9. JtB

    JtB

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    That makes sense. In both those photos I think the joists are running top to bottom, whereas the majority of the parallel cracks (which are 60cm apart) are running left to right (i.e. at right angles to the joists).

    What still concerns me though is that unless I get sheets of ply that run the full length of the room (i.e. top to bottom), then surly there's always going to be unsupported joints at right angles to the joists (i.e. left to right). Also, would it be OK to lay the ply sheets on top of the existing chipboard and screw them (through the chipboard) into the joists?

    Finally, the joists run unsupported for about 12ft and the internal bathroom walls (constructed from breeze blocks and unsupported by downstairs walls) tend to suffer from hairline cracks in the plaster where they are painted, and small cracks in the grout where they are tiled. I don't know if this gives any further clues as to what might be going on.

    I'm not going to do the job myself, but since I got so much conflicting advice from different tillers, then the advice I'm getting from this forum is very much appreciated.

    Thanks,
    JtB.
     
  10. JtB

    JtB

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    I ripped up the tiles in my bathroom and the T&G chipboard beneath is very loose and there's loads of movement. Also, the cracks in the tiles do indeed follow the joins in the chipboard panels. What I did however notice was a damp stain in the corner by the bath (photo below). There are some pipes beneath the bath, but they're not dripping, also I don't think the pipes running through the floor are dripping either because we're not getting any damp marks on the ceiling below. I'm not sure, but possibly the damp stain was the result of water dripping down the side of the bath, but what confuses me is that the bath's not been used for months. The floor doesn't feel damp to the touch, but it sure looks damp. Is it normal for chipboard to maintain the appearance of damp even after its dried off? If not, then it looks like I'm going to have to start ripping out panels to trace a possible leak in the plumbing.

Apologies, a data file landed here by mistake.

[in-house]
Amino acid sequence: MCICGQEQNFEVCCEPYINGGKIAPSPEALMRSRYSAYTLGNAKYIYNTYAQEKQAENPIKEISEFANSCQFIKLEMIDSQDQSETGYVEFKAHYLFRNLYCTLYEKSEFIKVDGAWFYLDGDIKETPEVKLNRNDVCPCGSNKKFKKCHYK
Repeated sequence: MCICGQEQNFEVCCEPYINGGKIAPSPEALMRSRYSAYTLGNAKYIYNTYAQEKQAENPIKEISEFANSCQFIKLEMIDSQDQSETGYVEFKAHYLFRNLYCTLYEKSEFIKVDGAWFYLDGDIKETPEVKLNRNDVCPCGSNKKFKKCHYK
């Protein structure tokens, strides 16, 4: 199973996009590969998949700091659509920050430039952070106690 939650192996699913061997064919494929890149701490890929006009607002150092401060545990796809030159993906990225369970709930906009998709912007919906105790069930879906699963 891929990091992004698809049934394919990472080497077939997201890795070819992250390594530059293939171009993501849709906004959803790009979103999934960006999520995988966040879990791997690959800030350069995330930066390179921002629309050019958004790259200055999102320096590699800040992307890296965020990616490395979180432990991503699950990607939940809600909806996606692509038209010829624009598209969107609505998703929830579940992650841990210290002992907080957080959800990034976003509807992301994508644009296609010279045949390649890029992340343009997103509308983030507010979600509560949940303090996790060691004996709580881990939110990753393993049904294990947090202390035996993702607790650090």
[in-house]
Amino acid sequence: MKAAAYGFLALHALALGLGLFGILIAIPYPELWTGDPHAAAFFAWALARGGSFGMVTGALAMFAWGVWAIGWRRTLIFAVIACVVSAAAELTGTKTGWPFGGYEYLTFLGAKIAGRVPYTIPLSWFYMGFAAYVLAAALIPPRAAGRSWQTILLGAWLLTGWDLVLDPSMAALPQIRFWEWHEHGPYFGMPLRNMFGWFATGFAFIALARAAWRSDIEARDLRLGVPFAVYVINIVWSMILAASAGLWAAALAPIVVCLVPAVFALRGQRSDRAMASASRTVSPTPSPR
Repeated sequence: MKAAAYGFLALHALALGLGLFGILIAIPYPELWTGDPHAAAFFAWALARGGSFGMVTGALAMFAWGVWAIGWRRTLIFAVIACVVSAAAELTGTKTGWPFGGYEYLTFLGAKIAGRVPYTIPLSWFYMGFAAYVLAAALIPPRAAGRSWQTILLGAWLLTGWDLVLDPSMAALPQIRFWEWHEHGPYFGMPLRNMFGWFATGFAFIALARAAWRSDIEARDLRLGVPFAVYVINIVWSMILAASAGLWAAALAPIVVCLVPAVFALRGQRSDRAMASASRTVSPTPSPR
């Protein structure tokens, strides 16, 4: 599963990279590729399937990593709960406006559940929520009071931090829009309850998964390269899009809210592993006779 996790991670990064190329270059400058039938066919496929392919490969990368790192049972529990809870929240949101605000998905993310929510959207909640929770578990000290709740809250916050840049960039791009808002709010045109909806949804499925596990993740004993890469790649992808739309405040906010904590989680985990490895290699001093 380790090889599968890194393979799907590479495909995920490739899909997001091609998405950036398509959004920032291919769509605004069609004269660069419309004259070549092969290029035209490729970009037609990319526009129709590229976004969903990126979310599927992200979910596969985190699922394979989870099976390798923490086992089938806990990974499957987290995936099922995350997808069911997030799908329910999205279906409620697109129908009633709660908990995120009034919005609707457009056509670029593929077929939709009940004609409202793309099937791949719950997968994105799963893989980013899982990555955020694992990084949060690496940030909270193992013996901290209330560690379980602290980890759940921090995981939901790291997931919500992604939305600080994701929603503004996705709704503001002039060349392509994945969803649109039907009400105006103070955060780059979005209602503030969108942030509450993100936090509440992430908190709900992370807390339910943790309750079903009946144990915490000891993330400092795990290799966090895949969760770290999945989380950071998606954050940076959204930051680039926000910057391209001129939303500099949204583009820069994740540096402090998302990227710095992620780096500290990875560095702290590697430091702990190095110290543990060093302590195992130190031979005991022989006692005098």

[​IMG]
     
  11. big-all

    big-all

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    possible causes for your dampness a low point on your floor
    water falls to that corner from the floor or bath and there is
    a path to the flooring
    taps not sealed to the bath properly
    condensation on the pipes
    a leaky drain or pipes
    the wood will discolour and stain when it gets wet or soaked
    has the floor blown [does it feel uneven or thicker]
    it could be old dammage
    it will dry out but will remain stained and or dammaged

    prod it with a screwdriver it should not do any dammage
    if it powders or flakes up its had it

    where your ply connects if not on a joist use 2by 1 battons
    screwed in to tie the edges together